A Chicken Named Sunday

“He will cover you with his feathers. He will shelter you with his wings. His faithful promises are your armor and protection.” (Psalms 91:4 New Living Translation)

Finally, we came to Africa, to realise our dream. We were in Lusaka, the capital of Zambia, which was a British territory. They have a savanna climate, so there is a rainy season and a dry season. When there is little rain, the land becomes very dry and rough. The residents there were very poor, and were constantly exposed to malaria, tuberculosis, cholera and AIDS. Children were free to explore, and our children, who were little at the time, seemed to enjoy climbing trees, playing soccer, swimming in the pool, learning karate, and interacting with nature.

Our children talked freely with the local kids and adults, and were invited into their homes to share meals. They ate a lot of local food, like “shima”, made from boiled corn powder, and flying ants, which local people ate for protein. My husband and I were amazed by their boldness, and how easily they had adjusted to their new environment.

On Saturdays, all the Japanese children went to a supplementary school. There were about ten students, and they were only learning Japanese and mathematics. During the week, they all attended English schools. We Japanese families sometimes got together for picnics, to celebrate our own culture.

Our children loved animals, and wanted to keep their own pets. We had four big guard dogs. Our second son, Yoshiyuki, had a couple of rabbits. They had litter after litter, as rabbits tend to do, and we couldn’t keep them. He gave them to his classmates, and a Korean missionary couple. Our third son, Norimichi, wanted to have a turtle, so one day when my husband, Michio, was playing golf, he asked the caddy to see if he could find one in the pond at the golf course. Norimichi enjoyed having the turtle for a while, but it soon suffered a fatal bite from one of the dogs.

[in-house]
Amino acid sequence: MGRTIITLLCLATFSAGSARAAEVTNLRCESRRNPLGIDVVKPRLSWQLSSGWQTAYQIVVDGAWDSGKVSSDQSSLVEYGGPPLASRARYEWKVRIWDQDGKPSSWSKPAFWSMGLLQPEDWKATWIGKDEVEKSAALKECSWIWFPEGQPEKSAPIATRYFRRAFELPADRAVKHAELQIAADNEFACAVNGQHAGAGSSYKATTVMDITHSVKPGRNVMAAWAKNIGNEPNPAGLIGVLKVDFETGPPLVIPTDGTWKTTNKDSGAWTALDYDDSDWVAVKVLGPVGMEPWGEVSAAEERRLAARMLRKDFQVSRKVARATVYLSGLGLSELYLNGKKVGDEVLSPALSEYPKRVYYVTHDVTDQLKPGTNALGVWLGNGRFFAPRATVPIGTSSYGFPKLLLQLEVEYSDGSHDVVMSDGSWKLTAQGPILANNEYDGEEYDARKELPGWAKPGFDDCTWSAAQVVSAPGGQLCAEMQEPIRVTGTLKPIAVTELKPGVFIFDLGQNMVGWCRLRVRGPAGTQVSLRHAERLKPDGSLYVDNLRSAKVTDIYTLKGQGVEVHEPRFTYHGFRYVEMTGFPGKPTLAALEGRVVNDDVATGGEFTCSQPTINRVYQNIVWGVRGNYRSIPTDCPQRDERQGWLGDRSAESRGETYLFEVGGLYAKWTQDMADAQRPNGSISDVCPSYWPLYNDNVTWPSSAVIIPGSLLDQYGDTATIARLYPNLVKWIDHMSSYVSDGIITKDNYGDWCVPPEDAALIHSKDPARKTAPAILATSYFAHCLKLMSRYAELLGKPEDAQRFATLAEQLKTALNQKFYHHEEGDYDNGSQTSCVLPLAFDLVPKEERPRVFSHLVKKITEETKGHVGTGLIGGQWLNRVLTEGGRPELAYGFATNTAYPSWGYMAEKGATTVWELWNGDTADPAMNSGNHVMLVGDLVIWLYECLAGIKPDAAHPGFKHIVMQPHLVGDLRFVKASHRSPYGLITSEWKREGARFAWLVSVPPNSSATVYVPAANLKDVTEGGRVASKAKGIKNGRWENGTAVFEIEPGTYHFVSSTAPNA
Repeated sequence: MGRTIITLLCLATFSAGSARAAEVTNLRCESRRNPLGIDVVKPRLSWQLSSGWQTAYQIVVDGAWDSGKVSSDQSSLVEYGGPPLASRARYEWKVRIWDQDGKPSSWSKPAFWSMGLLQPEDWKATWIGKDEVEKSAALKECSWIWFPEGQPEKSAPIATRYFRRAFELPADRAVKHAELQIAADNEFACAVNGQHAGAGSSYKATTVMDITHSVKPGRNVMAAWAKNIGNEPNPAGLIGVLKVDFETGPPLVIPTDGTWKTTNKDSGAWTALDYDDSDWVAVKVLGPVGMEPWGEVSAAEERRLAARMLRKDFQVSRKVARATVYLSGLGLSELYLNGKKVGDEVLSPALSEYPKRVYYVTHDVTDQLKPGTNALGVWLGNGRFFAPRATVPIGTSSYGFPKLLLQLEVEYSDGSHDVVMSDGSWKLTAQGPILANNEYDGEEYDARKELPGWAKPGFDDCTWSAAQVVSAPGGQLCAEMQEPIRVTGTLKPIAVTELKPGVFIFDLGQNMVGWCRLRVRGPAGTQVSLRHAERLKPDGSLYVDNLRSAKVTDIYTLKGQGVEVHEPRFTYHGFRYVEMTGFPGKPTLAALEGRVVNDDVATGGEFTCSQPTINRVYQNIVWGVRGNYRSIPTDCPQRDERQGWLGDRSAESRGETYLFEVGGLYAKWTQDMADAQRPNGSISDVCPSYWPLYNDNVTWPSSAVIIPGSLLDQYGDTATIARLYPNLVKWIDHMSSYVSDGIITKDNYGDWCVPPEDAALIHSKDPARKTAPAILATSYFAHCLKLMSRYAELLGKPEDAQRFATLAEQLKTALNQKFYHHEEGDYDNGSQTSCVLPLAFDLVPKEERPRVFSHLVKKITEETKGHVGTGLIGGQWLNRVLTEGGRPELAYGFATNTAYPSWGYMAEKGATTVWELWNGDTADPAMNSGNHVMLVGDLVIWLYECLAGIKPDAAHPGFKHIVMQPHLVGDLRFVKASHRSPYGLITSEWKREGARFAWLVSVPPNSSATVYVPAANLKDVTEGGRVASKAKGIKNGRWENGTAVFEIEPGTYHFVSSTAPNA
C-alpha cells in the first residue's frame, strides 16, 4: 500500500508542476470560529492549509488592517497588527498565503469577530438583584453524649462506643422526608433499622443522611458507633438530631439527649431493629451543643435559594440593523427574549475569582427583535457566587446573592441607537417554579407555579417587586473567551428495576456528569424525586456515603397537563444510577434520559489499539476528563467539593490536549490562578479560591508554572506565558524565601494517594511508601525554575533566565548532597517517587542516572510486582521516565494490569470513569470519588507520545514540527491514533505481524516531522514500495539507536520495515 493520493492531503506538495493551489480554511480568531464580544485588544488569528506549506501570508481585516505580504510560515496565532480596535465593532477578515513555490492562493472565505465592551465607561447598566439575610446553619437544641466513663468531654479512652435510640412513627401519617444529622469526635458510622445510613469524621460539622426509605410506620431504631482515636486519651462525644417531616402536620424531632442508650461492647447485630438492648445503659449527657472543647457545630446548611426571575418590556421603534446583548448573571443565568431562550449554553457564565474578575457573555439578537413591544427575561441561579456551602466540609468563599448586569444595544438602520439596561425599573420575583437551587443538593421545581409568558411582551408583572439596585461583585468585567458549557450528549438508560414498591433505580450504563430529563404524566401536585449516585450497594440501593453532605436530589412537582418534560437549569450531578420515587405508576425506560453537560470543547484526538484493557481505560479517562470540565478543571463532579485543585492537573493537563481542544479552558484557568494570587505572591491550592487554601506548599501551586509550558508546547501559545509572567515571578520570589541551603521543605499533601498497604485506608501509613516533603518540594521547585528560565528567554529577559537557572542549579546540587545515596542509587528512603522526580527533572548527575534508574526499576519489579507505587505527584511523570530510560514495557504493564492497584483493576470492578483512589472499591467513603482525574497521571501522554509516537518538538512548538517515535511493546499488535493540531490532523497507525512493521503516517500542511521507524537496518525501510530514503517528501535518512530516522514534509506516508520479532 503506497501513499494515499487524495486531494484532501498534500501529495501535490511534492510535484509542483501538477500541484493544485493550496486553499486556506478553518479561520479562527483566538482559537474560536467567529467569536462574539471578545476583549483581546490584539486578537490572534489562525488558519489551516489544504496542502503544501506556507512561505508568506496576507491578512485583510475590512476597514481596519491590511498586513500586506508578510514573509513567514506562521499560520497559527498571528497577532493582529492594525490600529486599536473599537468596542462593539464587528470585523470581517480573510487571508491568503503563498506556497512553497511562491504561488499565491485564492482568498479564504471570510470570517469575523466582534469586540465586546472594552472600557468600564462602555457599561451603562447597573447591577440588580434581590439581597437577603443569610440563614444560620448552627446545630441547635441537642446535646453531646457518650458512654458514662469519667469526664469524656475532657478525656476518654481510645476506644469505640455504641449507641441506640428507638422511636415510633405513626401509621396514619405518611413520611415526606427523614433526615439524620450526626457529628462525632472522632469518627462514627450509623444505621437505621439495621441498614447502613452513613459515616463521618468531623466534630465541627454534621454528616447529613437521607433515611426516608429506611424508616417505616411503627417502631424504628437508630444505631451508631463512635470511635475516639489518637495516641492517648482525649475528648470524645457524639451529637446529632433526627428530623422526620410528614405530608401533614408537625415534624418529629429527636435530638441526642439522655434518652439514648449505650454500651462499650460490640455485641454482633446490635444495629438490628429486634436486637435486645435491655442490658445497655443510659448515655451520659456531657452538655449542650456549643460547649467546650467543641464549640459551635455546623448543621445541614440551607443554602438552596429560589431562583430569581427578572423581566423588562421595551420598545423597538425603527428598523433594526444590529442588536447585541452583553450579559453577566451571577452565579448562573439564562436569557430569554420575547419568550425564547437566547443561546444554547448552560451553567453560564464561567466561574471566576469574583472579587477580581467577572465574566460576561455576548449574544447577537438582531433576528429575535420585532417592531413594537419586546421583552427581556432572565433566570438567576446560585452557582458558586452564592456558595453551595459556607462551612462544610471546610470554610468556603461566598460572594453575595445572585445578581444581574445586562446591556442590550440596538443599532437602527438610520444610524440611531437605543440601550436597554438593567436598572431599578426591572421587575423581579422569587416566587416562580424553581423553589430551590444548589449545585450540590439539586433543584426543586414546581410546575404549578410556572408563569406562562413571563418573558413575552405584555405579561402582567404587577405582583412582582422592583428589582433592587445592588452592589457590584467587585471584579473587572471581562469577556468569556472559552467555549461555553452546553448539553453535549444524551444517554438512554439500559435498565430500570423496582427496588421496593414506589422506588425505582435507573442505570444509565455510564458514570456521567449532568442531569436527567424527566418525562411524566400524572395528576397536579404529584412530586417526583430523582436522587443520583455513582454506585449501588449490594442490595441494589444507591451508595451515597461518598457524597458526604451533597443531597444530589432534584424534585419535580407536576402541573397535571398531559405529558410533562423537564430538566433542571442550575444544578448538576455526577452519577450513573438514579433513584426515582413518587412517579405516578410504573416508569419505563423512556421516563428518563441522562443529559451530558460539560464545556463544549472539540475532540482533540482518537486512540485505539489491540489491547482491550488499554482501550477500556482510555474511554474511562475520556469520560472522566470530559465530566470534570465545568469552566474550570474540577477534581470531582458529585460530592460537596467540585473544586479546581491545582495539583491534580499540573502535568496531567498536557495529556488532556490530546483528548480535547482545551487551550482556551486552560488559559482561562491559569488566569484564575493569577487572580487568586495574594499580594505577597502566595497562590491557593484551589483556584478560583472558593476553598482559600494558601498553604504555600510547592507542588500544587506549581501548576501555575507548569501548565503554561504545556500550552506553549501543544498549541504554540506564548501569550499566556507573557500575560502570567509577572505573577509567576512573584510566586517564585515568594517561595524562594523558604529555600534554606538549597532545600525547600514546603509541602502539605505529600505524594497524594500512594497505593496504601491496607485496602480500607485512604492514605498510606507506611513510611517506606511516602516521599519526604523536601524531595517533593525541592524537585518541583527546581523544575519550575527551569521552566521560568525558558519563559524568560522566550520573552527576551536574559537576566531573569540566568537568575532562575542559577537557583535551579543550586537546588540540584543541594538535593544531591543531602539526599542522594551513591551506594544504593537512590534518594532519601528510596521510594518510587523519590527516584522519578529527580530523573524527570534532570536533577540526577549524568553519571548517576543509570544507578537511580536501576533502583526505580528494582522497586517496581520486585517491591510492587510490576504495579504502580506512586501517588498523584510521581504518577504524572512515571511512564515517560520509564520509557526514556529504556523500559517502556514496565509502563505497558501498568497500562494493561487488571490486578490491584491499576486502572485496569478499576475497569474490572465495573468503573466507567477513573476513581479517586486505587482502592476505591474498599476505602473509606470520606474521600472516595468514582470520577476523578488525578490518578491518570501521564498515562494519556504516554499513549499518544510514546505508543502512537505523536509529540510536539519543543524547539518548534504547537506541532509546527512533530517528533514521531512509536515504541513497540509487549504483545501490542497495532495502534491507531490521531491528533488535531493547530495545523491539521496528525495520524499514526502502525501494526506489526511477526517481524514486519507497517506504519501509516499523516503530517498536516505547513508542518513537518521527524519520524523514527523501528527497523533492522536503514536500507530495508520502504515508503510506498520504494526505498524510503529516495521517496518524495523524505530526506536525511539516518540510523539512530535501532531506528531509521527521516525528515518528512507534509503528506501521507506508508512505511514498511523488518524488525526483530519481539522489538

One day Nori asked us if we could keep a chicken, but Michio and I were fed up with all the pets, so he gave Nori an assignment. “Go to the library and read up all you can find on chickens. Report back on what you’ve learned, and we’ll consider getting you a chicken. If we do, however, you must promise to take care of it all by yourself.” He immediately went to the library and began to research chickens. He made a presentation about chickens which was quite convincing for a first grader, so we allowed him to have one.

I went to the market with Mr. Kabesa, our house assistant, and bought a good looking rooster. Our children named it “Uncle Bob” from the movie “Terminator”, which we all liked. He crowed his morning call at 5:00 every day at the top of his lungs. Soon thereafter, we bought two hens, which we named “Sunday” and “Saturday”.

One day, Nori rushed into the house and said “Mommy, Sunday started laying eggs! That’s because they mated. I saw them!” I was so surprised to hear that. “What? Mate? You saw them?!”

“Well. That’s sex-ed taken care of.” I thought.

Sunday laid a lot of eggs each day, sitting on them and keeping them warm under her wings. During that time she refused to eat, so I worried about her. I put food and water right next to her, but she didn’t eat or drink anything. I wondered if she was suffering from something like the morning sickness that pregnant women feel. After twenty days the eggs still hadn’t hatched.

“Nori,” I told my boy, “it’s been twenty days, but none of them have hatched. If they don’t hatch tomorrow, I think we should eat the eggs. It’s a bit of a luxury to keep chickens as pets, don’t you think?”

“Well, mommy,” he replied, “I read that chicken eggs usually hatch 21 days after they’re laid, so I believe they’ll hatch tomorrow. But if they don’t, I’m OK with us eating the eggs.”